During an emergency situation, emergency personnel need to be able to communicate with the occupants of a facility in a fast, efficient, and most importantly, intelligible manner. This is easier said than done. Intelligibility of voice communications over a loudspeaker is dependent on several factors. Designing an intelligible emergency communication system requires an individualized approach that takes into consideration the variables present in a facility.
The National Fire Alarm and Signaling Code most recently updated its emergency communication system requirements in the 2010 edition of NFPA 72. These requirements serve to inform facilities that are either required by local codes or governing authorities of how to install an intelligible emergency communication system. They can also be used by facility managers who are not legally required to install an emergency communication system, but wish to do so for the safety of their facility, which is common in the private sector.
The 2010 edition of NFPA 72 defines intelligible “as being capable of being understood, comprehensible and clear.” The code recognizes that intelligibility varies greatly based on the space into which a voice is projected over a speaker. The code divides up these spaces into “acoustically distinguishable spaces (ADSs).” Essentially, this means that each space in the building that has its own acoustic properties is its own ADS. In some spaces, the acoustic properties may be so detrimental to the sound of a voice that it is physically impossible for intelligible voice communication. NFPA 72 recognizes this, and states that “each ADS may or may not require voice intelligibility.” Examples of these rooms include “mechanical rooms, private bathrooms, kitchens, and similar spaces where it would be impractical to achieve intelligibility. Voice evacuation alternatives might be required in these spaces.”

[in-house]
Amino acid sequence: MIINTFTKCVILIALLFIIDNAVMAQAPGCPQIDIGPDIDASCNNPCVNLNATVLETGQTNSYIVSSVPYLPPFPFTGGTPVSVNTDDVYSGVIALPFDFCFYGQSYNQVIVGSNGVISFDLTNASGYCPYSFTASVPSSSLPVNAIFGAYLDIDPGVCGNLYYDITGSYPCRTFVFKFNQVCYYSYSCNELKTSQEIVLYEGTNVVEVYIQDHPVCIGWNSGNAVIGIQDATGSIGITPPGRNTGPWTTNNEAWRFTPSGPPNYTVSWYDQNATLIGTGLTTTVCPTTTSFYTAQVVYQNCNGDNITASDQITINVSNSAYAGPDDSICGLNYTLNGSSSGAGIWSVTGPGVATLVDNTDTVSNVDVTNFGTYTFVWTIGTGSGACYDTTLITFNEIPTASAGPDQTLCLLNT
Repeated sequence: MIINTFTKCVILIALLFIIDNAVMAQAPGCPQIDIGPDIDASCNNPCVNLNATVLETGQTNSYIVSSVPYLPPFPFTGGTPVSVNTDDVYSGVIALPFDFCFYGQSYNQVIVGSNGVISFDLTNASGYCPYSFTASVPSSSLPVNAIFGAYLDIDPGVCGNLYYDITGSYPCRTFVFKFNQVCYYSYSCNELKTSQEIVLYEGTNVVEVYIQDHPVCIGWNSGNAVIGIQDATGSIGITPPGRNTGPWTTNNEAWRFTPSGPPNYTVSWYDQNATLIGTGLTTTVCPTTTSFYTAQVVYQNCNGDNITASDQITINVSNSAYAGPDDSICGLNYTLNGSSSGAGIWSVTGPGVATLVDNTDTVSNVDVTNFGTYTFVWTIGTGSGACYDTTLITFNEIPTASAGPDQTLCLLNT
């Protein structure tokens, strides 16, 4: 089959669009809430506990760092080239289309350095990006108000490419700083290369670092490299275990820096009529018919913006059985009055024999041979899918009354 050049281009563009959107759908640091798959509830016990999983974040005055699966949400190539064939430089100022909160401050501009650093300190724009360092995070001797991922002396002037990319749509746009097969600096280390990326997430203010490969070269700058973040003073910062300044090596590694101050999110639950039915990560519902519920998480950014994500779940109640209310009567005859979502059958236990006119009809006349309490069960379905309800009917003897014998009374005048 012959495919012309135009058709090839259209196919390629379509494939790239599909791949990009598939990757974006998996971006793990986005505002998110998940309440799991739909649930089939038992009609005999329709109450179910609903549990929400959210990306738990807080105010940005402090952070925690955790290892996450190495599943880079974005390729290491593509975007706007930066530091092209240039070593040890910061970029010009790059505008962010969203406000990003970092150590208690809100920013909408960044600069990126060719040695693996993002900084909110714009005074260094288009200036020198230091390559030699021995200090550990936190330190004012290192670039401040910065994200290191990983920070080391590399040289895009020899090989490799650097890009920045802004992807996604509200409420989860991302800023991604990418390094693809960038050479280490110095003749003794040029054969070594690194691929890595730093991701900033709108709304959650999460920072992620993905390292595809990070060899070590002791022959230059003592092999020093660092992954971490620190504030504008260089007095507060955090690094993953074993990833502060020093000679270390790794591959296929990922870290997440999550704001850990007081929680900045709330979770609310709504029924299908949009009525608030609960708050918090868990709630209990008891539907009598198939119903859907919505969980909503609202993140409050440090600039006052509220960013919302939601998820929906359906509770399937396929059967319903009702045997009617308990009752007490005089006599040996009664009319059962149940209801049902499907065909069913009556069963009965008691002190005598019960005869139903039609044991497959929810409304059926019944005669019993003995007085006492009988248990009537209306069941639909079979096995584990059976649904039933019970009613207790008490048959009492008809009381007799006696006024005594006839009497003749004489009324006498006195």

What Affects Voice Intelligibility?
There are a number of factors that affect voice intelligibility in an ADS. These include:
- Background noise level
- Occupancy type
- Acoustical properties of wall, floor, and ceiling materials
- Architectural design
- Speaker layout and arrangement
An individualized approach to emergency communications design is necessary so that all of these factors can be accounted for in order to maximize the intelligibility of emergency voice communications.
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